By Chris Moore
Tobias Rehberger ‘If You Don’t Use Your Eyes To See You Will Use Them To Cry’
Rockbund Art Museum (20 Hu Qiu Lu, Huangpu District, Shanghai) March 23–May 26, 2019
Curated by Larys Frogier and Billy Tang
Have a butchers
It’s Cockney Rhyming slang: ‘butcher’s hook’ = have a look. Hung on RAM’s façade is a neon sign melding the Chinese and English words for butcher. Inside is the butchery, a tiled black and white jagged-stripy Delicatessen counter with a generous array of cold cuts and jellied offal (Blackbird’s Rockbund Art Museum Butcher Shop, 2019, metal, paint, neon tubes, LED acrylic, and control system). Pig’s heads ogle me. What do they want? Are they threatening or offering? I can’t decide, can’t refuse. ‘To butcher’ also means to massacre. In 2009 Tobias Rehberger was awarded the Golden Lion as best artist in the ‘Making Worlds’ exhibition at the 53rd Venice Biennale. He had a bar there. In Czechia, before the Christmas feast you are meant to starve yourself. If really you’re famished, it is said you will see a golden pig and this is a sign of luck. According to the Chinese zodiac, 2019 is the year of the golden pig, which is particularly auspicious, particularly lucky. Because you eat what you kill. And you kill what you paint.
Some things seem well established already but they bear repeating. Rockbund Art Museum (RAM) is located near the North of the Bund, close to the mouth of Suzhou Creek, a block from the Peninsula Hotel, in an area redolent of colonialism. RAM occupies the former Royal Asiatic Society building (1932-1933) one of China’s first museums. The Art Deco building, designed by British architects Palmer and Turner, employs Chinese and Western stylistic elements. Restoration of the building began in 2007 as the cultural element of a wider commercial development project. David Chipperfield, the British minimalist architect renowned for his work on Berlin’s Museum Island, was commissioned to oversee the renovation and reconfiguration. Since opening in 2010, almost uniquely among private museums in Shanghai, RAM has maintained an exceptionally consistent public exhibition and education programs, hosting dozens of high-profile exhibitions by artists, including Cai Guo-Qiang, Zeng Fanzhi, Song Dong, Ugo Rondinone, Philippe Parreno and now Tobias Rehberger.
Tobias was born in 1966 in the postcard-perfect historical town of Esslinging am Neckar in Baden-Württemburg in Germany, not far from Stuttgart, home of Porsche and Mercedes cars. This is why he is a sweet gentle man with a bushy beard who likes cars and food. But back to pigs.
The ground floor – the café butchery – is an Amuse Geule. In German, a ‘Gaumenfreude’ –something to amuse the gums, to get the juices flowing! It gives a little taste of what the Chef is going to serve. Next course, next floor, up the narrow stairs.
Rehberger’s somehow works work best in slightly claustrophobic spaces, sepulchral and cryptic. I first saw Rehberger’s work in the flesh years ago when the Boros Collection opened in Berlin in a converted Second World War bunker. There were chandeliers of bands of colored Velcro tape, squiggle lines of color, as if drawn freely in space. The “Infections” series, which began in 2002, start as compositions made by his studio assistants with which Rehberger then intervenes with his own artistic editing but without adding materials. As the exhibition ‘Menu’ describes, this approach as a combination of “controlled chance” and “deferred authorship”. At RAM similar Velcro sculptures hang before the long windows of the second floor foyer (Infections series, 2002-2019, Velcro, cable and lightbulb). There is a ‘light touch’ to these chandeliers, sculptures that illuminate, the space of the foyer but also understanding. Sculptures are traditionally thought of as matter in space, but these “Infections” transmit light, light from inside a drawing composed of swishes of color that curl through air, the two-dimensional colored bands transforming three dimensional space, relying on gravity and material tension to hold their curling forms. Of course, they are also held up by the very cables which powers the light – each element relies for existence upon the others.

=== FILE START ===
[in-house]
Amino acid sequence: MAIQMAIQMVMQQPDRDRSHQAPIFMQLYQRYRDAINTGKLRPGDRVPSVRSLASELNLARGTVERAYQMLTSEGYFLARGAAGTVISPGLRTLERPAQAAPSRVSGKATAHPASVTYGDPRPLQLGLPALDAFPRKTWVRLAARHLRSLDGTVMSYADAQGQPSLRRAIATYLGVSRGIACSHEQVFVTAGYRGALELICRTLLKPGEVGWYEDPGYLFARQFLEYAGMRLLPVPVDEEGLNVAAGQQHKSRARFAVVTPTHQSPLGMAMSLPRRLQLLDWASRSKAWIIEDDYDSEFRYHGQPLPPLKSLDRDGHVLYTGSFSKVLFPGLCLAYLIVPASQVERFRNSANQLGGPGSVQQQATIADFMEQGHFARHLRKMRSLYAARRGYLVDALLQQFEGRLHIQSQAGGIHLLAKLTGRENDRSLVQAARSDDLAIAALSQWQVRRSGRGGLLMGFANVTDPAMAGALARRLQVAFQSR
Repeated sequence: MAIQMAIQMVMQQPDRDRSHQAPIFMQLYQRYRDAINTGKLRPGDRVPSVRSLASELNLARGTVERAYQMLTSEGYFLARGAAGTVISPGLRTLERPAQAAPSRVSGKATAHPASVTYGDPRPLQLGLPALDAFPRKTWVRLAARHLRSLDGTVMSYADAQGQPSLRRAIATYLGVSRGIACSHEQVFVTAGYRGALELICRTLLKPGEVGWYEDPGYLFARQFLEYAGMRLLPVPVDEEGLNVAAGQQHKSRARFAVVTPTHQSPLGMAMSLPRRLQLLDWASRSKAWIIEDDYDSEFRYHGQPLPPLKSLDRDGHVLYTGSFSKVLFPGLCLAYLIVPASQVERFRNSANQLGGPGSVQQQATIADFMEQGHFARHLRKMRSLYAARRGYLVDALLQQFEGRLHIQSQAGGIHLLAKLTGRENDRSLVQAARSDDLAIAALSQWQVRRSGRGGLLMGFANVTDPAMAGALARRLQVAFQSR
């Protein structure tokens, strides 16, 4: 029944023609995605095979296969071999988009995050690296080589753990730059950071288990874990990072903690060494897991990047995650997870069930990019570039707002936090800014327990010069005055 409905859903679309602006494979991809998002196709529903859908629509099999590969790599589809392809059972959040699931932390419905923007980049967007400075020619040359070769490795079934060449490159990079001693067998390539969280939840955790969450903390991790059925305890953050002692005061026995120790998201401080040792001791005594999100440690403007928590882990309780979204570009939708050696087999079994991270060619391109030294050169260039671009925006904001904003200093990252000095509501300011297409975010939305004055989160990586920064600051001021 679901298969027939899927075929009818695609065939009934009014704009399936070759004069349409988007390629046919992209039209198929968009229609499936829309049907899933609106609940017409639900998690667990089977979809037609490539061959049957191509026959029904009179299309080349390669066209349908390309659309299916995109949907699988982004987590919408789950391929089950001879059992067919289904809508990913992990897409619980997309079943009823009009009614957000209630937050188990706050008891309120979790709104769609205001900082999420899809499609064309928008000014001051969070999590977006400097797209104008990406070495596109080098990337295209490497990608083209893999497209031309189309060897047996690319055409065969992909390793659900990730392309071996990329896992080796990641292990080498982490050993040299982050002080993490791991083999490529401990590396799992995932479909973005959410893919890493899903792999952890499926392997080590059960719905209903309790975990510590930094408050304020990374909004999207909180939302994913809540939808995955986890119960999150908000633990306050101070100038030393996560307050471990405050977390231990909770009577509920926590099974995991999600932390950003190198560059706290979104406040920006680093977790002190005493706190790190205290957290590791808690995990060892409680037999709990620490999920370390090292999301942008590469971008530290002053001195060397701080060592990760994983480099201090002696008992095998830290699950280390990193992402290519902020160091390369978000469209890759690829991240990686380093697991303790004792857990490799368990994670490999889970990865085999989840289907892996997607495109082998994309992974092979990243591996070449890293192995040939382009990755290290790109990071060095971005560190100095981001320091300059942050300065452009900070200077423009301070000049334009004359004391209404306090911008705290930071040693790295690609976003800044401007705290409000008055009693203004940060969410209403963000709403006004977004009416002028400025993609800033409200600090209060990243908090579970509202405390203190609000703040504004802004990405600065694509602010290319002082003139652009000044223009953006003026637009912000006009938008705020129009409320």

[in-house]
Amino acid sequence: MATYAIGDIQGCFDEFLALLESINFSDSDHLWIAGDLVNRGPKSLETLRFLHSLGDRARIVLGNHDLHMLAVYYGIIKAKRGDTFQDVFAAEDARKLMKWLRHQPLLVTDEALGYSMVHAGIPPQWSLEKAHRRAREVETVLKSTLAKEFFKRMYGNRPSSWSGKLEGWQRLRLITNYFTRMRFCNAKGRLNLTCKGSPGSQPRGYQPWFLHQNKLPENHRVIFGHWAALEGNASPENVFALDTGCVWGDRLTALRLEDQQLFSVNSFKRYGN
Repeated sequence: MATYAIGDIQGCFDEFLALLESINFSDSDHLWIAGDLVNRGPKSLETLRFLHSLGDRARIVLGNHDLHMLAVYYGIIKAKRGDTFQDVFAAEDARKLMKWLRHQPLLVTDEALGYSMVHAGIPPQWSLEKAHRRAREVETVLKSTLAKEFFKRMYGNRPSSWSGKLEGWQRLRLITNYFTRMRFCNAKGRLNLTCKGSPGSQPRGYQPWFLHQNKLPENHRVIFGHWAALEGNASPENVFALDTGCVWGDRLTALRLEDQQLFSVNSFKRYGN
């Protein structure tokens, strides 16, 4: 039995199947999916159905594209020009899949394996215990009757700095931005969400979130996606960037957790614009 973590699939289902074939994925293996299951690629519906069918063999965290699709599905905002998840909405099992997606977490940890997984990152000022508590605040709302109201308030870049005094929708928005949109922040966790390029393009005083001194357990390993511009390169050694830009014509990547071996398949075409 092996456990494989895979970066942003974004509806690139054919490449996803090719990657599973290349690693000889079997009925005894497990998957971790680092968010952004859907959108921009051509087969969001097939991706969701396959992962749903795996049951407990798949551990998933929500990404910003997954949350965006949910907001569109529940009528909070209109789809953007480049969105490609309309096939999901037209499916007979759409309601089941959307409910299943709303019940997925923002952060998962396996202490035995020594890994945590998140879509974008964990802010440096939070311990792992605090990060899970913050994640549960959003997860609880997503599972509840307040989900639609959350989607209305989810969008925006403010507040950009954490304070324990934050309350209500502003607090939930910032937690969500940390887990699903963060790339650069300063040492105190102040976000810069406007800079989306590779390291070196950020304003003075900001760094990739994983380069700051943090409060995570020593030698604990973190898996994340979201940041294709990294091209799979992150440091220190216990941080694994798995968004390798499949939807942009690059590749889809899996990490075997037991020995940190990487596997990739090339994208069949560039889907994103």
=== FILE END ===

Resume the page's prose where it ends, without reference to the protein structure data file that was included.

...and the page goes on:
From the foyer we enter a crowded room with dark grey walls and carpet. Inside is an opulent display of flowers in vases grouped on large grey plinths. The vases and flowers together form ‘portraits’ of colleagues and friends, representational but not literally (Vase Portraits series, 1997-2019, mixed media). Here there is a vase like a fat cigarette. There one with newspaper. This one has a Strelitzia stems and that one Peace Lilies. The vases are as diverse as the subjects, in shape and materials, including glass, wood, plastic and clay. Like friends, there are more permanent elements (the vases) and more ephemeral ones (the flowers – which eventually wilt and must be replaced, though always with the same type of flowers). There are portraits of Douglas Gordon, Rirkrit Tiravanija, Jorge Pardo, and Sam Taylor-Wood, who each completed the respective portraits representation of their specific relationships with Tobias, by choosing the flowers to be displayed in them. Together the portraits form a matrix of histories, connections and influences. And the smell! The room is heady with the perfume of all the flowers, their pollen floating around and making people sneeze, embodying artistic crosspollination and allergic reactions.
Conversation around the Second Course